In accordance with the method of the present invention, a method of weaving a multilayered papermaking fabric A having a weave pattern which provides increased fabric stability in a machine direction and high fluid permeability includes the step of weaving the first longitudinal yarn layer B having first load bearing longitudinal yarns extending in the machine direction and weaving the second layer C having second load bearing longitudinal yarns extending in the machine direction, thus doubling the number of load bearing longitudinal yarns. Respective ones of the first and second longitudinal yarns of said first and second longitudinal yarn layers are arranged in the weave pattern to define stacked pairs of longitudinal yarns. A longitudinal yarn balancing transverse yarn is woven in a cross-machine direction with the first and second load bearing longitudinal yarns to balance and maintain the longitudinal yarns in the stacked pairs. By spacing the stacked pairs of longitudinal yarns in the cross-machine direction, a desired fabric permeability can be provided without sacrificing the increased fabric stability of the fabric in the machine direction. It has been found quite advantageous that if the transverse yarn 40 from a single transverse yarn system is woven in a four-shed repeat pattern, that the stacked configuration of the longitudinal yarns can be provided. In the four-shed repeat pattern, the transverse yarn passes over both of the yarns in a first stacked pair 52, between the longitudinal yarns of a second stacked pair 54, under both of the longitudinal yarns in a third stacked pair, and between the longitudinal yarns of a fourth stacked pair 56. This repeat pattern has been found to effectively resist the tendency of the stacked longitudinal yarns to shift relative to each other in a lateral direction, thus maintaining them in their vertical orientation on top of each other. In practice, the stacked pairs of longitudinal yarns are spaced in the cross-machine direction to provide a projected fabric open area of at least thirty percent of the total fabric area.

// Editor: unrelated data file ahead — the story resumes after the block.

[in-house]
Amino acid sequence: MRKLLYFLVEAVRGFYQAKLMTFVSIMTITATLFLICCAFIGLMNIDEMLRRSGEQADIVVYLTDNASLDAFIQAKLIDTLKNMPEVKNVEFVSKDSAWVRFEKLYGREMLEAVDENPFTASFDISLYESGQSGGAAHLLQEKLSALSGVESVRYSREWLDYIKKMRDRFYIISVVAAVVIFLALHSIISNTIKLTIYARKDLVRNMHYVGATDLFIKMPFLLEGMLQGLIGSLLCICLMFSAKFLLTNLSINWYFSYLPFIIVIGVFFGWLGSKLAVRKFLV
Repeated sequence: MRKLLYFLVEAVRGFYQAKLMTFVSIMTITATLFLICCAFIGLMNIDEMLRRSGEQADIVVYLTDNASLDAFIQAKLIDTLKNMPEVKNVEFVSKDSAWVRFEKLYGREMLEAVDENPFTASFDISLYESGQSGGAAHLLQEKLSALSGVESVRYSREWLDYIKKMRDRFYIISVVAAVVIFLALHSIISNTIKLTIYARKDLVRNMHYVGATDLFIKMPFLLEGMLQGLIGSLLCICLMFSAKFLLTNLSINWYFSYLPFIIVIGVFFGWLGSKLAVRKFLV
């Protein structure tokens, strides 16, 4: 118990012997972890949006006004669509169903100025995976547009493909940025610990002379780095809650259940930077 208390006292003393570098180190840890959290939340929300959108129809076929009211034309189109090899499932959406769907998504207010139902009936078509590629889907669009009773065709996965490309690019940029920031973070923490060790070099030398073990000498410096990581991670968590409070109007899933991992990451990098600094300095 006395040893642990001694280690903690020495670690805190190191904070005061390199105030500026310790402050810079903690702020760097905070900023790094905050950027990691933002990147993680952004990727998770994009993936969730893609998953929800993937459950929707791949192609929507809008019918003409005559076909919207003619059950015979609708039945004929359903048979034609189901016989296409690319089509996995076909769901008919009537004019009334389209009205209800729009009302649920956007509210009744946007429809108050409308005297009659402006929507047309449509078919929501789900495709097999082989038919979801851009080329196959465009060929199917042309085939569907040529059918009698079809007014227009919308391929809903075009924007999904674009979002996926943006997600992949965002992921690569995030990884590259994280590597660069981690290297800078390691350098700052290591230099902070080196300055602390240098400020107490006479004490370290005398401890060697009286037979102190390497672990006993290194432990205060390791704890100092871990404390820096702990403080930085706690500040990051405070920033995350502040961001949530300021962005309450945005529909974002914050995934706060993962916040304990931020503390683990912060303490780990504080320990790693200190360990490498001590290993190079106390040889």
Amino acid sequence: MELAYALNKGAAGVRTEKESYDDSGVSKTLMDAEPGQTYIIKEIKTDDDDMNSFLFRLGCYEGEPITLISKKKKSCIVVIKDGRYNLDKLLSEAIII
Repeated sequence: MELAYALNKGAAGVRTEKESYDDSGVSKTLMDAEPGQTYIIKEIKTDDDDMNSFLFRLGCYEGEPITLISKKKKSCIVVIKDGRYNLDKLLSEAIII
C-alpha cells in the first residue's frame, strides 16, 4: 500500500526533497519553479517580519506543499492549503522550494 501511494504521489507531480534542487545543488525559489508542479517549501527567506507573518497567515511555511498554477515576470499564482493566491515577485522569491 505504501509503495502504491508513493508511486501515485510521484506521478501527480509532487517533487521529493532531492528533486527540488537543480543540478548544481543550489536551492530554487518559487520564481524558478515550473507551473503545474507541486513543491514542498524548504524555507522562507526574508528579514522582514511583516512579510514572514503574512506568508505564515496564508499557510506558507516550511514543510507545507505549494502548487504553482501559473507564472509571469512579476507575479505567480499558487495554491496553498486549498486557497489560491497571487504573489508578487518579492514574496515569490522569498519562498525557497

While the term yarn has been used throughout the application, it is to be understood that the term yarn encompasses a monofilament element as well as multifilament elements. The same is true when the term yarn is used in the plural sense.

The longitudinal and the transverse yarns are preferably synthetic monofilaments, especially polyester monofilaments, and they are preferably interwoven by a flat weaving process in order to produce the high permeable woven multilayer papermaking fabric according to the invention. With such a process, the longitudinal yarns are the warp yarns and the transverse yarn is the weft yarn. Multifilaments can, however, also be used for the longitudinal and/or transverse yarns. An endless weaving process can also be utilized so that the longitudinal yarns are the weft yarns and the transverse yarns are the warp yarns.

While a preferred embodiment of the invention has been described using specific terms, such description is for illustrative purposes only, and it is to be understood that changes and variations may be made without departing from the spirit or scope of the following claims.

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Classifications
U.S. Classification428/137, 442/206, 162/902, 428/196, 428/161, 139/383.00A
International ClassificationD21F11/00
Cooperative ClassificationY10S162/902, D21F11/006
European ClassificationD21F11/00E
Legal Events
DateCodeEventDescription
May 16, 2003FPAYFee payment
Year of fee payment: 12
Mar 12, 1999FPAYFee payment
Year of fee payment: 8
Jul 27, 1995ASAssignment
Owner name: WANGNER SYSTEMS CORPORATION, SOUTH CAROLINA
Free format text: ASSIGNMENT OF ASSIGNORS INTEREST;ASSIGNOR:HERMANN WANGNER GMBH & CO. KG;REEL/FRAME:007696/0274
Effective date: 19911115
Mar 23, 1995FPAYFee payment
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Jul 16, 1987ASAssignment
Owner name: HERMANN WANGNER GMBH & CO., KG, FOEHRSTR., 39, D-7